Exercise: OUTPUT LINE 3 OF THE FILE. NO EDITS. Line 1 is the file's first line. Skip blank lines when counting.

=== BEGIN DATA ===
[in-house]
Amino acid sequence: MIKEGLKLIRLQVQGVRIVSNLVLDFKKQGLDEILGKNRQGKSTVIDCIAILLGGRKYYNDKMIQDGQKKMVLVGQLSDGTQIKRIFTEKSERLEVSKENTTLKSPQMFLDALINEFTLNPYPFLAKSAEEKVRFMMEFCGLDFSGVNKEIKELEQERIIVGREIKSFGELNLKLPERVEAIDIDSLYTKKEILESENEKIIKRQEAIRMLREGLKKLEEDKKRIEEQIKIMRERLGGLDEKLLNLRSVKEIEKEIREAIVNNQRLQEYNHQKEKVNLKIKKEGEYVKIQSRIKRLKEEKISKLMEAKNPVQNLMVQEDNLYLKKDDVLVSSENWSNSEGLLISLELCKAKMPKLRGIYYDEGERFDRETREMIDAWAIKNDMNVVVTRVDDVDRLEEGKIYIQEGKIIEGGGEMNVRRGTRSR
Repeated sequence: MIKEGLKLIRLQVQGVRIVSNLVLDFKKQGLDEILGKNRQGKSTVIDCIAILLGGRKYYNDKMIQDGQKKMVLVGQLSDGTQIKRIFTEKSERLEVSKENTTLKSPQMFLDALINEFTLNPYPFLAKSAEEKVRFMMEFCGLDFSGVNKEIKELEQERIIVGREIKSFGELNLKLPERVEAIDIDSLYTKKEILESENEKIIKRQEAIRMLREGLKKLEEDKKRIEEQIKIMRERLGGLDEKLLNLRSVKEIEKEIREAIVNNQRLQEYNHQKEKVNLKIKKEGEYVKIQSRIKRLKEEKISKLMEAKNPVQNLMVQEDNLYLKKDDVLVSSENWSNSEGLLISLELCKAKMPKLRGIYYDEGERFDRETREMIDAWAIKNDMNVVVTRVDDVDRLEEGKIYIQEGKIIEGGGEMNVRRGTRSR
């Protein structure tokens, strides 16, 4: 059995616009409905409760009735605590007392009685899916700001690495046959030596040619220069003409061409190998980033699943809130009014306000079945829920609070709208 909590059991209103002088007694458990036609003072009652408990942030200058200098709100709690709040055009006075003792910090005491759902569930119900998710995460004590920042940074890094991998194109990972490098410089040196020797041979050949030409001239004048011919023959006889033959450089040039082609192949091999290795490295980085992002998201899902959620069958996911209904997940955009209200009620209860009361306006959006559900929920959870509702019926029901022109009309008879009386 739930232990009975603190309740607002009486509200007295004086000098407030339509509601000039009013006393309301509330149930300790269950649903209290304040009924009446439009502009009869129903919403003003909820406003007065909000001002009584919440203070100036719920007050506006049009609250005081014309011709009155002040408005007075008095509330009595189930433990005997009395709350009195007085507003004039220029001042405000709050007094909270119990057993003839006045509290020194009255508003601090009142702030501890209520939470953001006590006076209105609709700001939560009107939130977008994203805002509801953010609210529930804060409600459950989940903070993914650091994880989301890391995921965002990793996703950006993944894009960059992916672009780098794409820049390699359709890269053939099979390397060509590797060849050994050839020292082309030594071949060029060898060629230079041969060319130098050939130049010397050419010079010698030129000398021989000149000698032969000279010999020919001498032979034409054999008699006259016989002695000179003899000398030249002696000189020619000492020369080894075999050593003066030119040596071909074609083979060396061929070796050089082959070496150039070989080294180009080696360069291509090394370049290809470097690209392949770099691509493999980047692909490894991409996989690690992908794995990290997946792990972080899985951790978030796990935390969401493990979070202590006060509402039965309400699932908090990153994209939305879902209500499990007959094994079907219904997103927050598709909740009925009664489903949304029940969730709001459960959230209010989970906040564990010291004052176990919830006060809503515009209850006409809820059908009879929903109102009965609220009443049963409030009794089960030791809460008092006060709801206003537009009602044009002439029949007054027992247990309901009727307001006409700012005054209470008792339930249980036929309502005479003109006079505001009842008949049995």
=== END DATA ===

Repeated sequence: MIKEGLKLIRLQVQGVRIVSNLVLDFKKQGLDEILGKNRQGKSTVIDCIAILLGGRKYYNDKMIQDGQKKMVLVGQLSDGTQIKRIFTEKSERLEVSKENTTLKSPQMFLDALINEFTLNPYPFLAKSAEEKVRFMMEFCGLDFSGVNKEIKELEQERIIVGREIKSFGELNLKLPERVEAIDIDSLYTKKEILESENEKIIKRQEAIRMLREGLKKLEEDKKRIEEQIKIMRERLGGLDEKLLNLRSVKEIEKEIREAIVNNQRLQEYNHQKEKVNLKIKKEGEYVKIQSRIKRLKEEKISKLMEAKNPVQNLMVQEDNLYLKKDDVLVSSENWSNSEGLLISLELCKAKMPKLRGIYYDEGERFDRETREMIDAWAIKNDMNVVVTRVDDVDRLEEGKIYIQEGKIIEGGGEMNVRRGTRSR